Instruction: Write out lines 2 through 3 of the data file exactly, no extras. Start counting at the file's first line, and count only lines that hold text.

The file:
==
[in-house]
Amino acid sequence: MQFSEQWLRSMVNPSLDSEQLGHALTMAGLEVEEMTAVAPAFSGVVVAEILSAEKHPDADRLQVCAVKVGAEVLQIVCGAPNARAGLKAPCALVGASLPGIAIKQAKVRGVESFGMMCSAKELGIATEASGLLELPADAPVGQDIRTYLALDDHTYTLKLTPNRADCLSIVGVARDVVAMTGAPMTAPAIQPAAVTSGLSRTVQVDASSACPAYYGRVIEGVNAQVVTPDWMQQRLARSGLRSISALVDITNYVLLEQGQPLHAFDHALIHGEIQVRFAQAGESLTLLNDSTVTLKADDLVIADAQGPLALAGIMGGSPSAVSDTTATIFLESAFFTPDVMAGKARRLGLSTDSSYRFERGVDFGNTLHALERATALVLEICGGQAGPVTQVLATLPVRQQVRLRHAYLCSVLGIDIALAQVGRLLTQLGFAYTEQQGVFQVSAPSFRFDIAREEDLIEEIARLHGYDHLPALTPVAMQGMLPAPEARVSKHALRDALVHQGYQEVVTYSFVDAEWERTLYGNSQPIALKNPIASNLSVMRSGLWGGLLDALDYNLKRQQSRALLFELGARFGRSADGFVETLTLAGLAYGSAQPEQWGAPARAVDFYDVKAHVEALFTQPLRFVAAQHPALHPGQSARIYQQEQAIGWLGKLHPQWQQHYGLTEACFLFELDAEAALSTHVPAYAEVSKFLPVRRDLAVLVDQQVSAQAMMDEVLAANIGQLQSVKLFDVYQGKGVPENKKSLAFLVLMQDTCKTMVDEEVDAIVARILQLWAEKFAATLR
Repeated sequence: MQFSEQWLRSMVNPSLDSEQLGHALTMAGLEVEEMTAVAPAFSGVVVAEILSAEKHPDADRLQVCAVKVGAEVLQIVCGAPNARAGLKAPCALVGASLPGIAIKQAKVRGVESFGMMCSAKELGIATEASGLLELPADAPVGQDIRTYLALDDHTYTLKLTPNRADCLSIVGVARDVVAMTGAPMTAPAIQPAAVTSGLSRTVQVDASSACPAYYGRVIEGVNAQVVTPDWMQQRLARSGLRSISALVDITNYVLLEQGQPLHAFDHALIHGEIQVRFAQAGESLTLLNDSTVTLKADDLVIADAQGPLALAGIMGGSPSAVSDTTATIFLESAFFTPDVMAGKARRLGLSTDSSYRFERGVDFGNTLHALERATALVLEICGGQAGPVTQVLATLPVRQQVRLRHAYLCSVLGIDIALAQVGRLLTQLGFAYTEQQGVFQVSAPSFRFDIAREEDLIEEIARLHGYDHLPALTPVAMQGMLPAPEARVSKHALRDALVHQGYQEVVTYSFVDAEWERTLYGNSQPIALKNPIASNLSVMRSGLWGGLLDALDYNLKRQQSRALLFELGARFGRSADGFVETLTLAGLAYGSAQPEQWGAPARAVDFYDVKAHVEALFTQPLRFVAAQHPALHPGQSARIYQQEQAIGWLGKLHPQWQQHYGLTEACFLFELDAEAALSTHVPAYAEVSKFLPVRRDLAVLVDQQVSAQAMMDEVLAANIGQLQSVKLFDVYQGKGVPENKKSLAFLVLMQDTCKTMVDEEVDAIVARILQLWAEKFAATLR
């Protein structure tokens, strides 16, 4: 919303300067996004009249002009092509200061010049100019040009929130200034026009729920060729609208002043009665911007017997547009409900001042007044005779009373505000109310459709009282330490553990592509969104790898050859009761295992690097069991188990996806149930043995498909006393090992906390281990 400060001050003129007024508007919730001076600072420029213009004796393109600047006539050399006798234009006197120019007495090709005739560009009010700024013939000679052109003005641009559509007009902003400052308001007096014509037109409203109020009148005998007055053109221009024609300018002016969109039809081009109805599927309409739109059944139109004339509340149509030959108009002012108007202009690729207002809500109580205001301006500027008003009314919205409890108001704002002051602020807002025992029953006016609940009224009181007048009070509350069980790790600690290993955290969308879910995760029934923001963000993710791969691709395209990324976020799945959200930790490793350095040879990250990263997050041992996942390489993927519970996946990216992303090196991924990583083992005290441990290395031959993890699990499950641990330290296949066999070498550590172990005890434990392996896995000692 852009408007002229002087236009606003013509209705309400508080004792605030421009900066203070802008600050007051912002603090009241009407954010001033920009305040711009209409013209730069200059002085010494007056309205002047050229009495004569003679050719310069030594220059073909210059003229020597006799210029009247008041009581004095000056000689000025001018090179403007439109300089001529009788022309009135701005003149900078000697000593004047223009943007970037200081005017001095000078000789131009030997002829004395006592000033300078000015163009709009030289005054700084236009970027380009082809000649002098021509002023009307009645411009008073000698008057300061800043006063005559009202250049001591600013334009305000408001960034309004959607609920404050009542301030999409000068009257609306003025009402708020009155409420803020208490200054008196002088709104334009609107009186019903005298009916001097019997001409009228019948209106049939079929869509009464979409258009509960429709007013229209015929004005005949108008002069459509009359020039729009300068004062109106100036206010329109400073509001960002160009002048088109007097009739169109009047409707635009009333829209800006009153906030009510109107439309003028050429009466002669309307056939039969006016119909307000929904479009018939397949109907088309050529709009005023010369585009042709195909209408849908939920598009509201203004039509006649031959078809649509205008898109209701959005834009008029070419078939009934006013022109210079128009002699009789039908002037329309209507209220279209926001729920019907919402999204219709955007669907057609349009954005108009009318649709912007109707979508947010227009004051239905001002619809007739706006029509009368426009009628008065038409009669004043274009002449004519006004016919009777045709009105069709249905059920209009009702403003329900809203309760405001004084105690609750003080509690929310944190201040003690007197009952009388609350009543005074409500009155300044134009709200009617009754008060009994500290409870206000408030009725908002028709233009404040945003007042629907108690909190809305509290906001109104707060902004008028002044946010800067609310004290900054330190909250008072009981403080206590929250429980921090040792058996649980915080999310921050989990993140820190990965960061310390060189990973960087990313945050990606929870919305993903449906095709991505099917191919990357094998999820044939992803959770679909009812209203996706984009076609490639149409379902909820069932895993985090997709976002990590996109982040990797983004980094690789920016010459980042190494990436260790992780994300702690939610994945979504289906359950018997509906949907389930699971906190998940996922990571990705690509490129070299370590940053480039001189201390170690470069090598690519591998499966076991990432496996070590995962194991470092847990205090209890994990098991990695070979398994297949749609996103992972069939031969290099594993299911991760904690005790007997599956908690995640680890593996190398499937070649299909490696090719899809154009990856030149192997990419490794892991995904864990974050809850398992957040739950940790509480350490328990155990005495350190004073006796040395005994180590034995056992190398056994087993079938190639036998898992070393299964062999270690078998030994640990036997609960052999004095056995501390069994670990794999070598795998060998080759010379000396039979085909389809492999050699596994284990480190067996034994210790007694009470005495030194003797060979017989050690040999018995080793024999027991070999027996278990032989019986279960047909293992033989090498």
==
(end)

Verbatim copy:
Amino acid sequence: MQFSEQWLRSMVNPSLDSEQLGHALTMAGLEVEEMTAVAPAFSGVVVAEILSAEKHPDADRLQVCAVKVGAEVLQIVCGAPNARAGLKAPCALVGASLPGIAIKQAKVRGVESFGMMCSAKELGIATEASGLLELPADAPVGQDIRTYLALDDHTYTLKLTPNRADCLSIVGVARDVVAMTGAPMTAPAIQPAAVTSGLSRTVQVDASSACPAYYGRVIEGVNAQVVTPDWMQQRLARSGLRSISALVDITNYVLLEQGQPLHAFDHALIHGEIQVRFAQAGESLTLLNDSTVTLKADDLVIADAQGPLALAGIMGGSPSAVSDTTATIFLESAFFTPDVMAGKARRLGLSTDSSYRFERGVDFGNTLHALERATALVLEICGGQAGPVTQVLATLPVRQQVRLRHAYLCSVLGIDIALAQVGRLLTQLGFAYTEQQGVFQVSAPSFRFDIAREEDLIEEIARLHGYDHLPALTPVAMQGMLPAPEARVSKHALRDALVHQGYQEVVTYSFVDAEWERTLYGNSQPIALKNPIASNLSVMRSGLWGGLLDALDYNLKRQQSRALLFELGARFGRSADGFVETLTLAGLAYGSAQPEQWGAPARAVDFYDVKAHVEALFTQPLRFVAAQHPALHPGQSARIYQQEQAIGWLGKLHPQWQQHYGLTEACFLFELDAEAALSTHVPAYAEVSKFLPVRRDLAVLVDQQVSAQAMMDEVLAANIGQLQSVKLFDVYQGKGVPENKKSLAFLVLMQDTCKTMVDEEVDAIVARILQLWAEKFAATLR
Repeated sequence: MQFSEQWLRSMVNPSLDSEQLGHALTMAGLEVEEMTAVAPAFSGVVVAEILSAEKHPDADRLQVCAVKVGAEVLQIVCGAPNARAGLKAPCALVGASLPGIAIKQAKVRGVESFGMMCSAKELGIATEASGLLELPADAPVGQDIRTYLALDDHTYTLKLTPNRADCLSIVGVARDVVAMTGAPMTAPAIQPAAVTSGLSRTVQVDASSACPAYYGRVIEGVNAQVVTPDWMQQRLARSGLRSISALVDITNYVLLEQGQPLHAFDHALIHGEIQVRFAQAGESLTLLNDSTVTLKADDLVIADAQGPLALAGIMGGSPSAVSDTTATIFLESAFFTPDVMAGKARRLGLSTDSSYRFERGVDFGNTLHALERATALVLEICGGQAGPVTQVLATLPVRQQVRLRHAYLCSVLGIDIALAQVGRLLTQLGFAYTEQQGVFQVSAPSFRFDIAREEDLIEEIARLHGYDHLPALTPVAMQGMLPAPEARVSKHALRDALVHQGYQEVVTYSFVDAEWERTLYGNSQPIALKNPIASNLSVMRSGLWGGLLDALDYNLKRQQSRALLFELGARFGRSADGFVETLTLAGLAYGSAQPEQWGAPARAVDFYDVKAHVEALFTQPLRFVAAQHPALHPGQSARIYQQEQAIGWLGKLHPQWQQHYGLTEACFLFELDAEAALSTHVPAYAEVSKFLPVRRDLAVLVDQQVSAQAMMDEVLAANIGQLQSVKLFDVYQGKGVPENKKSLAFLVLMQDTCKTMVDEEVDAIVARILQLWAEKFAATLR